Neil Young tried.

He did his best to put together an ambitious, and out of the ordinary, lineup for the 26th annual Bridge School Benefit, which began its two-day run at Shoreline Amphitheatre at Mountain View on Saturday.

It's just that most of his wilder selections -- including Guns N' Roses, Jack White and the Flaming Lips -- didn't go over so well on Day One. Even worse, all of those acts came bunched toward the end of the show, which made for a very long night for fans.

Fortunately, the safer bets -- such as k.d. lang, Sarah McLachlan and Neil himself -- were all pretty good. Yet, they weren't good enough to make this one of the more memorable benefits in support of Hillsborough's Bridge School, which assists students with severe physical and communication challenges.

For better or worse, the 2012 benefit -- which, on Saturday, stretched from 4 p.m. until after midnight -- will likely always be remembered as the Guns N' Roses Bridge. The notoriously unpredictable hard-rock band seemed to be topic No. 1 among fans in the weeks leading up to the event. Talk centered around lead singer Axl Rose -- in regard to what he might do or say, or even if he'd show up for the concert.

As it turned out, Rose was pretty much on his best behavior and even took the stage (nearly) on time. Sure, he did use some colorful language and played one questionable track, "Used to Love Her," which contains the chorus, "I used to love her, but I had to kill her." Overall, however, it was a rather mild-mannered outing for him.


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Well, at least we were told it was him. We'll have to take that on faith, since it was really hard for fans to confirm the actual identity of the singer in the big hat, dark sunglasses and strange facial hair. At times, it sounded like some hoarse amateur, from a Guns N' Roses cover band, was leading the charge.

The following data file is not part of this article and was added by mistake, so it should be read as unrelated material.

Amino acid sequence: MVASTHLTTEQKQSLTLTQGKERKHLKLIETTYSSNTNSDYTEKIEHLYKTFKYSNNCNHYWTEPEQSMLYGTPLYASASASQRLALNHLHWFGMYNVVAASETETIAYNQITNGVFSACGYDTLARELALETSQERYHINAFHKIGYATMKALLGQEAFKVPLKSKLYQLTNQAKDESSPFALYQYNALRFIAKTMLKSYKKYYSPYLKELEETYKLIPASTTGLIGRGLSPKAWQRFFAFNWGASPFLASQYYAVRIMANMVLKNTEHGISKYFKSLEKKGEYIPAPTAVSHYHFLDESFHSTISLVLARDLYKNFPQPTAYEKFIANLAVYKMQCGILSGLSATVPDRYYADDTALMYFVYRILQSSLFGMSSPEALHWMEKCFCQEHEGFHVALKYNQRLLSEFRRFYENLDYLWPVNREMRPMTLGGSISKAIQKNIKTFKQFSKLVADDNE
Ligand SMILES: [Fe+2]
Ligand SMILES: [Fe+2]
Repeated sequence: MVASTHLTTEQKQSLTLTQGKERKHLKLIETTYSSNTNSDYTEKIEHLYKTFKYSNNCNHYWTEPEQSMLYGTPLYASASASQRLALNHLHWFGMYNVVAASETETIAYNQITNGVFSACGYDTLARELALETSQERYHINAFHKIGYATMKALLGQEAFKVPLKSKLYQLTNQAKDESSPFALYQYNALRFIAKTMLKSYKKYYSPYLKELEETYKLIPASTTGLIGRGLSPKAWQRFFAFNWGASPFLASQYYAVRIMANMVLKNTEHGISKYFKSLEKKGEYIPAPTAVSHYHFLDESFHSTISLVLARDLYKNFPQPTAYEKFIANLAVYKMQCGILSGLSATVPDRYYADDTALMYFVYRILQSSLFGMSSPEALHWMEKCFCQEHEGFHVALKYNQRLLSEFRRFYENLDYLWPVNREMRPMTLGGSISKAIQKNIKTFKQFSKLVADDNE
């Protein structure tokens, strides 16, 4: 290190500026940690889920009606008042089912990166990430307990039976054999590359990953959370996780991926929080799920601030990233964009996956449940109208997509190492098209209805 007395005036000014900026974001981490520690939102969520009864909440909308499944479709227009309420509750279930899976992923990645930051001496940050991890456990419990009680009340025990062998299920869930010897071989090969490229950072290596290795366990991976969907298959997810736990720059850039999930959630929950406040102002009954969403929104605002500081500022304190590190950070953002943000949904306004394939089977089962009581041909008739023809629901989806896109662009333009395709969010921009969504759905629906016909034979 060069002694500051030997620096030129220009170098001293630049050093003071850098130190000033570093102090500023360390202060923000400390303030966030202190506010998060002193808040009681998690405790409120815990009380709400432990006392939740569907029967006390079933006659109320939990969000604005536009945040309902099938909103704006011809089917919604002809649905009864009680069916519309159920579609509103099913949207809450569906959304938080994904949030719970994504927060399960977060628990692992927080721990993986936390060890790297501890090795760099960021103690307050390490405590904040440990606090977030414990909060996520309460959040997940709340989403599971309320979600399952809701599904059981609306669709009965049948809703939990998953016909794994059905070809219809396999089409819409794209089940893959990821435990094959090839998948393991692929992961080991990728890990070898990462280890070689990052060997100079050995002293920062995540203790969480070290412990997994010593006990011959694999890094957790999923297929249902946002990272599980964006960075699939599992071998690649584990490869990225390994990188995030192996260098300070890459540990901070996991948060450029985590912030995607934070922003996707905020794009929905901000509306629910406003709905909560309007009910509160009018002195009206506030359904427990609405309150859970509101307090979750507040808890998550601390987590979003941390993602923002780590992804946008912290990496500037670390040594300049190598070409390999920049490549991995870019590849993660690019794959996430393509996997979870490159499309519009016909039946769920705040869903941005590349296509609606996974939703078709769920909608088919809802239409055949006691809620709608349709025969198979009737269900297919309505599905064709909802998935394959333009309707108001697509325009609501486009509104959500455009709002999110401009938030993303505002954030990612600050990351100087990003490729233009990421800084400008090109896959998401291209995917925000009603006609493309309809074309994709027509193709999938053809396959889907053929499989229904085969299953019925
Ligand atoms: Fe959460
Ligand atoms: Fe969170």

Oh, well, at least we got to hear some acoustic versions of once-great songs -- "Welcome to the Jungle," "Sweet Child O' Mine" and "Paradise City" -- all of which probably made the roughly 18,000 audience members long for the band to plug in.

It was a truly mediocre outing for the rockers, yet it came across as absolutely masterful in comparison to the Flaming Lips set. Talk about a major reality check. The indie-rock band, which arguably ranks as the most overrated act in music history, is accustomed to preaching before the already converted. Lead singer Wayne Coyne could burp and his fans would likely dub it as genius.

The Bridge crowd wasn't having any of that. Listeners first seemed bemused and befuddled, then downright bored, by the band's cheeky, cutesy tunes. Coyne kept pleading with the disinterested crowd to show more energy and make some noise. And his request somewhat worked -- there were times when the applause actually drowned out the crickets.

White, backed by his all-female five-piece band, faced a similar challenge in trying to win over a crowd that appeared unfamiliar with his solo work (which consists of one album, this year's uneven "Blunderbuss"). He'd finally triumph, but the victory required the help of his old White Stripes songbook.

The one wild card that truly worked was Foster the People, the young pop act best known for the smash single "Pumped Up Kicks." Band leader Mark Foster and crew took its highly electronic sound and, with the use of some clever instrumentation and some savvy rearrangements, successfully translated it to the acoustic setting. The one disappointment was that there was no "Kicks," which might have been the right call for the setting, given the song's dark subject matter.

Neil Young, right, performs with his band Crazy Horse at his 26th annual Bridge School benefit concert at the Shoreline Amphitheatre in Mountain View on
Neil Young, right, performs with his band Crazy Horse at his 26th annual Bridge School benefit concert at the Shoreline Amphitheatre in Mountain View on Saturday. (John Green/Staff)

The best outing of the day might've come from Gary Clark, Jr., a tremendous blues-rocker from Texas who performed early on the bill. Yet, the concert's ultimate high point, if we are to judge by the crowd's enthusiasm, came courtesy of someone who wasn't even in the original lineup. Fans erupted with joy when Pearl Jam's Eddie Vedder took the stage unexpectedly before the Guns N' Roses set to perform two songs. Other fan favorites included McLachlan, lang, Ray LaMontagne and Young, who performed with his Crazy Horse band.

Follow Jim Harrington at http://twitter.com/jimthecritic, www.facebook.com/jim.bayareanews and http://blogs.mercurynews.com/aei/category/concerts.